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Bringing fossils to life

Keith Thomson.

in Fossils

October 2005; p ublished online September 2013 .

Chapter. Subjects: Palaeontology. 3110 words.

‘Bringing fossils to life’ llustrates one ambitious aim of palaeontology: to understand what the fossil organisms were like in life — to reconstruct their appearance, their mechanical and...

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Conclusion Paleontology at the High Table?

David Sepkoski.

in Rereading the Fossil Record

April 2012; p ublished online February 2013 .

Chapter. Subjects: Palaeontology. 3888 words.

This chapter provides conclusion to the effort made by paleontologists to place paleobiology at the high table of evolutionary biology. This might be resolved, for example by counting the...

Go to University of Chicago Press »  abstract

The Consensus That Changed the Paleobiological World

Arnold I. Miller.

in The Paleobiological Revolution

June 2009; p ublished online February 2013 .

Chapter. Subjects: Palaeontology. 7108 words.

This chapter presents an historical analysis of the publication and reception of the famous “Consensus Paper Radical” in 1981, in which five competing interpretations of global marine...

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Continental-Scale Patterns in Neogene Mammal Community Evolution and Biogeography

Majid Mirzaie Ataabadi, Li-Ping Liu, Jussi T. Eronen, Raymond L. Bernor and Mikael Fortelius.

in Fossil Mammals of Asia

May 2013; p ublished online November 2015 .

Chapter. Subjects: Palaeontology. 12522 words.

This chapter analyzes continental-scale patterns in the evolution and biogeography of Neogene land mammals from a Europe–Asia perspective. More specifically, it examines the spatial and...

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Contrasting Patterns of Speciation in Reef Corals and Their Relationship to Population Connectivity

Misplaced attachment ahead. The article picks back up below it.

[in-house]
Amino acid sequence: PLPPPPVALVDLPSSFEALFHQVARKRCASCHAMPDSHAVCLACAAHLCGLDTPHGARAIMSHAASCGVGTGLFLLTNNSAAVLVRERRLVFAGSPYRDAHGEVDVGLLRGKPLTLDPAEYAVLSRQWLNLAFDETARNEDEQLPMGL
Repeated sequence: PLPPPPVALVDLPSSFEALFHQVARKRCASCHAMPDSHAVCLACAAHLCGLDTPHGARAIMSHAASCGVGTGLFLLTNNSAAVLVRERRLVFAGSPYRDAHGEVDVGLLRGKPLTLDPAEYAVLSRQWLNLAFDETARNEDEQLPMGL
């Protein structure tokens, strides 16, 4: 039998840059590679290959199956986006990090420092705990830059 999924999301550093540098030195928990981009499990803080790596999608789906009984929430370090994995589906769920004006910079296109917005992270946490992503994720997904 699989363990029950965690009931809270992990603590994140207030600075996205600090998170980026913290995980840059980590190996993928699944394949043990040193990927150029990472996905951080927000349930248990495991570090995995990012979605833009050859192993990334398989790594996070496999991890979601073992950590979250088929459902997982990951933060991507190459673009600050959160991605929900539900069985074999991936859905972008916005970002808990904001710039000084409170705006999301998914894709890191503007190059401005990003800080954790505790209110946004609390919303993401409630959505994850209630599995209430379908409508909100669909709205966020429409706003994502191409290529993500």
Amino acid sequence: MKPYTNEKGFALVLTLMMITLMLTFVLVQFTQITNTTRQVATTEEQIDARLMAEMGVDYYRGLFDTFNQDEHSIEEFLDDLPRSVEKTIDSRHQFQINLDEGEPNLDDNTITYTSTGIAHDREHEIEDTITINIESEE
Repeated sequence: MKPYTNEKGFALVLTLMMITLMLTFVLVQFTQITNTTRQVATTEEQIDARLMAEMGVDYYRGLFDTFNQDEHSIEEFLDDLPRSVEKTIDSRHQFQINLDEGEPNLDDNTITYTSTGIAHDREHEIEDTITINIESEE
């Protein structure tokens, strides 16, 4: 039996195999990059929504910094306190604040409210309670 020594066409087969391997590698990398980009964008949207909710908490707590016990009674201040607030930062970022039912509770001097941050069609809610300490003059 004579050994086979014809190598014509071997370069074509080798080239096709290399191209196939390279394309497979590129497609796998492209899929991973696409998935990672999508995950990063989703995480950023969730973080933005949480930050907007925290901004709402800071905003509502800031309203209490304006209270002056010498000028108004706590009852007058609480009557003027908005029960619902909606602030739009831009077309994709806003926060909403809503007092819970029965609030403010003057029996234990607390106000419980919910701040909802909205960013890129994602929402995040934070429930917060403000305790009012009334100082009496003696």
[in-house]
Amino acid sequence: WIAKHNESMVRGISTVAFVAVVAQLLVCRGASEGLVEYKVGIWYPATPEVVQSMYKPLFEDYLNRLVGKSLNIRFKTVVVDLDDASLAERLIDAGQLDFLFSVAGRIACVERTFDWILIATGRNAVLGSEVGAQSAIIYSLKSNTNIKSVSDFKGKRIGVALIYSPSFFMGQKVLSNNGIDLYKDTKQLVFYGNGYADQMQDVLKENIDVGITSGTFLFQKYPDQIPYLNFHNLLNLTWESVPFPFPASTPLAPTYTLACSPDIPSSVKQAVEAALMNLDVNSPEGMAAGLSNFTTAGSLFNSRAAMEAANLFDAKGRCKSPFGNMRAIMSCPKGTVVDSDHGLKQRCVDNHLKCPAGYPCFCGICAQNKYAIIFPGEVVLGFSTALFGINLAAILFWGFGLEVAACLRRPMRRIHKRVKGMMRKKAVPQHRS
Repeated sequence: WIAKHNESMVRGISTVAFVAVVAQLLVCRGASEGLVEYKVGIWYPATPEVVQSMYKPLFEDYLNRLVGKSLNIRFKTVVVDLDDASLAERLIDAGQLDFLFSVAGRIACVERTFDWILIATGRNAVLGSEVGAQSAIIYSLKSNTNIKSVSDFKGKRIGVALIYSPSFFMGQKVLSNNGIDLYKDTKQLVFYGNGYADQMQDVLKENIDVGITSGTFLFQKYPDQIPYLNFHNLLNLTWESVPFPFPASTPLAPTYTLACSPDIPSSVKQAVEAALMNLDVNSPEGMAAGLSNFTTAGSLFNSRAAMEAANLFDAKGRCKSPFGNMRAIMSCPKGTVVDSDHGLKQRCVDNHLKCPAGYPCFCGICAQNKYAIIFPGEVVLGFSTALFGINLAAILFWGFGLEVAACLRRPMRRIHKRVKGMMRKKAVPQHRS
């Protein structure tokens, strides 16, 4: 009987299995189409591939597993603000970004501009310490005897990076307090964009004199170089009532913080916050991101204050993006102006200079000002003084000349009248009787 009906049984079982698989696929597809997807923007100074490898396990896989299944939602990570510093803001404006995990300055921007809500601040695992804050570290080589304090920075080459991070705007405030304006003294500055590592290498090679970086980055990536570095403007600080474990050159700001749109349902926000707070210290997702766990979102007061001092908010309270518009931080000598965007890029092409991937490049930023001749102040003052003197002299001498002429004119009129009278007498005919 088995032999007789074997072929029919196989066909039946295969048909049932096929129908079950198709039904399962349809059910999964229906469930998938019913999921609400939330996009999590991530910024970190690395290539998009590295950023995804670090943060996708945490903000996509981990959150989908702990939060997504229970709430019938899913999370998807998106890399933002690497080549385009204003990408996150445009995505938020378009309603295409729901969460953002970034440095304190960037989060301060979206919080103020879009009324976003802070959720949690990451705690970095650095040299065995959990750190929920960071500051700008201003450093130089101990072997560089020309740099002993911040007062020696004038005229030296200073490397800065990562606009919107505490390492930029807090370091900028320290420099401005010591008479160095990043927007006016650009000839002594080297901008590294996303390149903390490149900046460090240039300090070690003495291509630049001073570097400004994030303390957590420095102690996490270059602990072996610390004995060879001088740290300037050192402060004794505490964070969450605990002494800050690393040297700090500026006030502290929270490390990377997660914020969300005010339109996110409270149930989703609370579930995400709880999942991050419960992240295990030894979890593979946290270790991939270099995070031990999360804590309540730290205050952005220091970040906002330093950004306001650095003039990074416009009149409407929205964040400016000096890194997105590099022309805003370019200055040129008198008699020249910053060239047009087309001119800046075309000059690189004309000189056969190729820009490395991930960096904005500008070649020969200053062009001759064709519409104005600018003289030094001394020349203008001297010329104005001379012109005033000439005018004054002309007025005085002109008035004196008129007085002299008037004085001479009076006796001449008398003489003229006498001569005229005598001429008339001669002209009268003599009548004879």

Ann F. Budd and John M. Pandolfi.

in Species and Speciation in the Fossil Record

October 2016; p ublished online May 2017 .

Chapter. Subjects: Palaeontology. 7082 words.

The “species problem” is long-standing in studies of evolutionary patterns in scleractinian reef corals, in which it is frequently difficult to recognize species, due to high ecophenotypic...

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A cultural phenomenon

Keith Thomson.

in Fossils

October 2005; p ublished online September 2013 .

Chapter. Subjects: Palaeontology. 4960 words.

‘A cultural phenomenon’ discusses the history of the understanding and explanation of fossils beginning with the work of English scientist Robert Hooke in the 17th century. His work...

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Darwin's Dilemma

David Sepkoski.

in Rereading the Fossil Record

April 2012; p ublished online February 2013 .

Chapter. Subjects: Palaeontology. 15778 words.

Paleontological and geological evidence played significantly important roles in establishing Charles Darwin's theory of evolution, which combined descent with modification. The historical...

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Database Standardization

Laura Wilson and Maria de Boef Miara.

in Bone Histology of Fossil Tetrapods

March 2013; p ublished online September 2013 .

Chapter. Subjects: Palaeontology. 5654 words.

The ultimate goals of expanding databases for histologic specimens and their images are to (1) archive important specimen information; (2) facilitate collaboration; and (3) avoid...

Go to University of California Press »  abstract

Dinosaur renaissance

David Norman.

in Dinosaurs

July 2005; p ublished online September 2013 .

Chapter. Subjects: Palaeontology. 2932 words.

‘Dinosaur renaissance’ charts the revolutionary discoveries of John Ostrom and Robert Bakker. Ostrom adopted a forensic approach to his discovery of Deinonychus (terrible claw). This...

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Dinosaur research: observation and deduction

David Norman.

in Dinosaurs

July 2005; p ublished online September 2013 .

Chapter. Subjects: Palaeontology. 7327 words.

‘Dinosaur research’ outlines some of the techniques used to study dinosaurs. Ichnology (footprint analysis) provides valuable insights living dinosaur behaviour, ranging from how they...

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